Lorena A. Barba group

Jupyter-based courses in Open edX: Authoring and grading with notebooks

two speakers at conference

On May 30th, Prof. Barba presented at the Open edX Conference, together with Miguel Amigot II, CTO of IBL Education, the recent work to integrate Jupyter with the Open edX platform. The talk showcased two new Open edX extensions (XBlocks): one for pulling content into a course from any public Jupyter notebook (from its URL), and the other to integrate auto-graded assignments based on Jupyter notebooks, and the nbgrader Jupyter extension.

Prof. Barba has been teaching with Jupyter for the last five years. Her first open teaching module using Jupyter was "CFD Python" (a.k.a. "The 12 steps to Navier-Stokes"), released in July 2013. In 2014, Barba developed and taught the first massive open online course (MOOC) at the George Washington University: "Practical Numerical Methods with Python." The course was written entirely as Jupyter notebooks, and it was self-hosted on a custom Open edX site (where it amassed more than 8000 users over 3 years). Since that time, she has been thinking about ways to integrate Jupyter with Open edX.

Open edX is the software platform used by the edX Consortium to serve thousands of online courses to millions of users around the world. —Read Prof. Barba's guest post in Class Central: What’s Open edX?

Jupyter is a set of open-source tools for interactive and exploratory computing. At the center of them is the Jupyter Notebook, a document format for writing narratives that interleave multi-media content with executable code, using any of a set of available languages (of which Python is the most popular).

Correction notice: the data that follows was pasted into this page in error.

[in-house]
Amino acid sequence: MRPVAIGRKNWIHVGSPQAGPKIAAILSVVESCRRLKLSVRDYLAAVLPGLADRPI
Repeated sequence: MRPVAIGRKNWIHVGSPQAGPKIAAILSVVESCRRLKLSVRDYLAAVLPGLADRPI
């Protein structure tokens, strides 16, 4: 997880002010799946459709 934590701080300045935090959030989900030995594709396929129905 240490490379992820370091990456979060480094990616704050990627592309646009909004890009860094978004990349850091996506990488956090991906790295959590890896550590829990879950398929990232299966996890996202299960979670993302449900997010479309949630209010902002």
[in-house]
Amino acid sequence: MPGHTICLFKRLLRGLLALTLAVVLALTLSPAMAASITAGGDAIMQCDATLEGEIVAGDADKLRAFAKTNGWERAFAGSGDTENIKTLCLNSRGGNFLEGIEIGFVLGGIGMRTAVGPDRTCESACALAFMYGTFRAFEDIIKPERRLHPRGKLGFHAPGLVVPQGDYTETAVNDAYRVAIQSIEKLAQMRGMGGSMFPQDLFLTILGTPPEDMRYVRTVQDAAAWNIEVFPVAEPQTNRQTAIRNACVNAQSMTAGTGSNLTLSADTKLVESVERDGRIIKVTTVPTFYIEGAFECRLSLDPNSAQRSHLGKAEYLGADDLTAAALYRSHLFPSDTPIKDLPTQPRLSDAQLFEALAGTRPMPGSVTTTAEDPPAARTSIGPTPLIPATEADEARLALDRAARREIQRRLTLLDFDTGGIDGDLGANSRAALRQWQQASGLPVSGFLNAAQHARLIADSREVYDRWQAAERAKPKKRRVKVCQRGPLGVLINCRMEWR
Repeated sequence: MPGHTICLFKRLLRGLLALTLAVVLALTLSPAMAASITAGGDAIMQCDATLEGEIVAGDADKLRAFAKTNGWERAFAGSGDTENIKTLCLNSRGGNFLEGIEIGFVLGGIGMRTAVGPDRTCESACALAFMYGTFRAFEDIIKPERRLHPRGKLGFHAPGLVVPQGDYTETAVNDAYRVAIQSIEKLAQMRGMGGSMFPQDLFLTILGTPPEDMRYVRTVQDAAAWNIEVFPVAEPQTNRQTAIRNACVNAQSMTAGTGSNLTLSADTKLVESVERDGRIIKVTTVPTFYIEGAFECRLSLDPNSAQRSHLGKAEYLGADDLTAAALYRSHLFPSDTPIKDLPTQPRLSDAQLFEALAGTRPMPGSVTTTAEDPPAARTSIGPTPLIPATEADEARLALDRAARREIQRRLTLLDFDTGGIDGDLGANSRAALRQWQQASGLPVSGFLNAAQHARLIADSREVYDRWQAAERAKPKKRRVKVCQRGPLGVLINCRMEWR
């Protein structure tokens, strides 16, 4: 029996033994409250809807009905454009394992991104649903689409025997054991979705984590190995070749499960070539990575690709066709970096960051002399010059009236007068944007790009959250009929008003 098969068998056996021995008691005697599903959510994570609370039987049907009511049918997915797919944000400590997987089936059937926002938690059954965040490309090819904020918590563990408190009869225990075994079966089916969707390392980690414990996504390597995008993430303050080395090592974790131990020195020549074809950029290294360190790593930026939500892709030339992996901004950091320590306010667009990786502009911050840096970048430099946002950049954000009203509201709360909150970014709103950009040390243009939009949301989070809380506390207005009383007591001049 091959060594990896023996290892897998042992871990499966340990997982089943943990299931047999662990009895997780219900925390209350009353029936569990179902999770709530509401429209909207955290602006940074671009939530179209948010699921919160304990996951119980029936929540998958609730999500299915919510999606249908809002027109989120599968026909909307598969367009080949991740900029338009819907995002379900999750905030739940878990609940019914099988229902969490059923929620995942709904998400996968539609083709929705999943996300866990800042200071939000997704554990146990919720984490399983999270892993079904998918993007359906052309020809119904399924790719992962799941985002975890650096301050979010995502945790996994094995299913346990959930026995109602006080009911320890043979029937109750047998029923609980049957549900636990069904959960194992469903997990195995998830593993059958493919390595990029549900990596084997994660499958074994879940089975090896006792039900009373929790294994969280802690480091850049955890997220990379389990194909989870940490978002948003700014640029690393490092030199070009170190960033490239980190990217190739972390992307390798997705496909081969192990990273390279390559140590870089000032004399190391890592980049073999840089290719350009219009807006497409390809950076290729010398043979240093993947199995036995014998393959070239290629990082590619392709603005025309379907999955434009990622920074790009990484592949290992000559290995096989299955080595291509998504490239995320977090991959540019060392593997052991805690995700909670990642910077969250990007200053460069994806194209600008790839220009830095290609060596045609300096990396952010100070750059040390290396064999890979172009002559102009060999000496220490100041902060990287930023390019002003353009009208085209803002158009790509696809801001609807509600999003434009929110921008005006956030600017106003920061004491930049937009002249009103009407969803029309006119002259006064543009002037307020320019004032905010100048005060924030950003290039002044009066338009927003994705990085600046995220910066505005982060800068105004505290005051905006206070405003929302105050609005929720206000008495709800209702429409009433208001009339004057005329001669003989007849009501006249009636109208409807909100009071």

The work presented at the conference is the brainchild of Prof. Lorena Barba, implemented by her tech partners at IBL Education. It consists of two Open edX extensions:

  1. Jupyter Notebook Viewer XBlock—from any public Jupyter notebook (e.g., in a public repo on GitHub), pull content into a course learning sequence using only the URL, and optional start and end marks (any string from the first cell to include, and the first cell to exclude). This allows course authors to develop their course content as Jupyter notebooks, and to build learning sequences reusing that content, without duplication. It also has the added benefit that the development of the material can be hosted on a version-controlled repository. (Open edX, itself, doesn't provide version control of course content.) See IBL's post about the XBlock, and the code repository—the XBlock is open source under a BSD3 license.
  2. Graded Jupyter Notebook XBlock—create an assignment using the nbgrader Jupyter extension, then insert a graded sub-section in Open edX that will deliver this assignment (as a download), auto-grade the student's uploaded solution, and record the student's score in the gradebook. The XBlock instantiates a Docker container with all the required dependencies, runs nbgrader on the student-uploaded notebook, and displays immediate feedback to the student in the form of a score table. See IBL's post, and the code repository—the XBlock is open source under BSD3.

The two XBlocks are in use in Prof. Barba's newest online short course: "Get Data Off the Ground with Python."

Video of the presentation

Presentation slides

On Twitter


This work is funded under NSF Award #1730170: CyberTraining: DSE—The Code Maker: Computational Thinking for Engineers with Interactive, Contextual Learning. Full proposal available online at https://doi.org/10.6084/m9.figshare.5662051.v1